The circular calendar for 2022 with information on the 12 zodiac constellations. With space for your own calendar entries for each day of the year - birthdays, holidays, celebrations, activities and more - create your personal infographic of 2022!
New release: 10-15-2022
Size: 600 x 600 mm
Print: Offset 250g matt
The calendar is composed of a number of rings around the inner circle. From the outside to the inside these rings show: the moon phases, fields for personal notes, holidays (in Germany, Austria and Switzerland), and astronomical events, fields for your own markings, dates and days of the week, calendar weeks, and months.
The central infographic shows the 12 zodiac constellations and the difference between their astronomical and astrological periods.
One large field offers space for personal notes from appointments to birthdays, holidays and other special occasions, celebrations, your ski vacation or your hiking trip. Three other rings are intended for graphical markings, like for instance athletic activities, visits to the movies, or the theater, or your personal count of the days since you gave up smoking. At the end of the year you have created a personal, infographic over the course of your year 2022.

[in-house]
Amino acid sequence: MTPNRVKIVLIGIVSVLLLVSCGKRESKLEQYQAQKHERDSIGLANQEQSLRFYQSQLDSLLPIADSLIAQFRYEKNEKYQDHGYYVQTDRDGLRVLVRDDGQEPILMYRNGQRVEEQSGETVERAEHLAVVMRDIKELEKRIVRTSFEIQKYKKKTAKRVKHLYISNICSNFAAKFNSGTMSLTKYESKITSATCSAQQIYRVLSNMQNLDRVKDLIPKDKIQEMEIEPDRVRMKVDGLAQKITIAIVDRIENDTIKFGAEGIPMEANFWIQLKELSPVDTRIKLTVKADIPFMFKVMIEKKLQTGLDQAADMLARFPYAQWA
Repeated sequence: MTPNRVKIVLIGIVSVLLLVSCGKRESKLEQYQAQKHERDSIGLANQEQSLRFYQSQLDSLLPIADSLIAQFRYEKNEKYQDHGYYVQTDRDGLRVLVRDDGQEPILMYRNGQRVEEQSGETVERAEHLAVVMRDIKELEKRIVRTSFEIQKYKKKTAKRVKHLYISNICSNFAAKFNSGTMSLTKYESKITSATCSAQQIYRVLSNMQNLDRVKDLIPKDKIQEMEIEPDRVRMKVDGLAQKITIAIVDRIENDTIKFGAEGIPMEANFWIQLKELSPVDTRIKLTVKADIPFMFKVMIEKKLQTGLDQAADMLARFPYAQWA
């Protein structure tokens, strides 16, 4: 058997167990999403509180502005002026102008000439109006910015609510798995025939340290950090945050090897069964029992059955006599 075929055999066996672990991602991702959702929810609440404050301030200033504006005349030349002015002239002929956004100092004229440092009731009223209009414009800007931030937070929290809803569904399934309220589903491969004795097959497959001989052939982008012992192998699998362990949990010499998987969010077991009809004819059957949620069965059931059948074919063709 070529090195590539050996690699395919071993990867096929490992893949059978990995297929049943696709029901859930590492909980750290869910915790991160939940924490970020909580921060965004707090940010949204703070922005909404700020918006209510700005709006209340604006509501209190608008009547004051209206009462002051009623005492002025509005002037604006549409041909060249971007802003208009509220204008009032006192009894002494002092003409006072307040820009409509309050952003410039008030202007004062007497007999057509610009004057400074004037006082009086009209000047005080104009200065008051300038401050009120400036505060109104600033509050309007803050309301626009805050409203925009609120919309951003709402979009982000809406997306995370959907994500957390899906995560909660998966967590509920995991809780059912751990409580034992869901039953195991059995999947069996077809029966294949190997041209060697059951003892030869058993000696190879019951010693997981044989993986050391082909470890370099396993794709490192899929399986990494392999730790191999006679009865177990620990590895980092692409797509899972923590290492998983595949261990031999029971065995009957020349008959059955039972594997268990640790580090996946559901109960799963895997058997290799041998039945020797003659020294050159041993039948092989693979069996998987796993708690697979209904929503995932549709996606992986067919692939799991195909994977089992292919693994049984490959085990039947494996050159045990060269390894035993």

The twelve zodiac signs are presented as star constellatoins in the middle ring, and the calendar shows their respective astrological and astronomical periods.
The precession of the axis of the Earth causes a shift of the periods in which the Sun transists a certain constellation of the celestial sphere – in a cycle of approximately 25,700 years. This is why today there is a noticeable difference between the astrological period of a zodiac sign and the period in which the Sun actually transists the zodiac constellation. In ancient times the spring equinox occured, when the Sun was in front of the constellation of the Ram (Aries), while today it transists the constellation of the Fish (Pisces). Around the beginning of the 27th century the spring equinox will occur when the Sun transists the constellation of the Waterbearer (Aquarius).
The center of the calendar graphic shows the distance of the brightest star of each constellation to the Sun.
Our calendars are showing the whole year on one poster. For us the circle has the ideal shape for this. A year is illustrated as a closed phase.
The circle is also a matching symbol for rotational events which we experience each year. The length of the year is defined by the circular rotation of Earth around the Sun. After one year Earth returns to the same relative position in relation to the Sun. The succession of the seasons, of holidays and celebrations, also repeats itself each year in a circular flow.